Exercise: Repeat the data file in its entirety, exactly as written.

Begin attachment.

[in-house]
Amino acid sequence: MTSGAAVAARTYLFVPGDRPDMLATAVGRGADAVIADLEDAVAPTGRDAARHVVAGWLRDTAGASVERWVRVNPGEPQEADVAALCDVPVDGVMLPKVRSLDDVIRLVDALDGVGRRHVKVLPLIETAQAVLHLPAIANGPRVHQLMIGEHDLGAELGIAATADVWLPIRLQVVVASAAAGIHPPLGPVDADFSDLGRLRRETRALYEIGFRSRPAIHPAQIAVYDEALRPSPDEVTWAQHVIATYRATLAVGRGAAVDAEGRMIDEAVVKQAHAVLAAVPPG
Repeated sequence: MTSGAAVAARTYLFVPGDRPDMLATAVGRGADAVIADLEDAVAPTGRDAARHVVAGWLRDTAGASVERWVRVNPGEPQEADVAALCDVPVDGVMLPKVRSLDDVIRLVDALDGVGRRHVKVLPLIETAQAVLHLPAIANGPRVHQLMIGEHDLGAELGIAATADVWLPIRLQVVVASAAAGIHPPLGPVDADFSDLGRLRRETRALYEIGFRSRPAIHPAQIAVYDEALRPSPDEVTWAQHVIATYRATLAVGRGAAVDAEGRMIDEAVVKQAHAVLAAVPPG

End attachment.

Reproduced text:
[in-house]
Amino acid sequence: MTSGAAVAARTYLFVPGDRPDMLATAVGRGADAVIADLEDAVAPTGRDAARHVVAGWLRDTAGASVERWVRVNPGEPQEADVAALCDVPVDGVMLPKVRSLDDVIRLVDALDGVGRRHVKVLPLIETAQAVLHLPAIANGPRVHQLMIGEHDLGAELGIAATADVWLPIRLQVVVASAAAGIHPPLGPVDADFSDLGRLRRETRALYEIGFRSRPAIHPAQIAVYDEALRPSPDEVTWAQHVIATYRATLAVGRGAAVDAEGRMIDEAVVKQAHAVLAAVPPG
Repeated sequence: MTSGAAVAARTYLFVPGDRPDMLATAVGRGADAVIADLEDAVAPTGRDAARHVVAGWLRDTAGASVERWVRVNPGEPQEADVAALCDVPVDGVMLPKVRSLDDVIRLVDALDGVGRRHVKVLPLIETAQAVLHLPAIANGPRVHQLMIGEHDLGAELGIAATADVWLPIRLQVVVASAAAGIHPPLGPVDADFSDLGRLRRETRALYEIGFRSRPAIHPAQIAVYDEALRPSPDEVTWAQHVIATYRATLAVGRGAAVDAEGRMIDEAVVKQAHAVLAAVPPG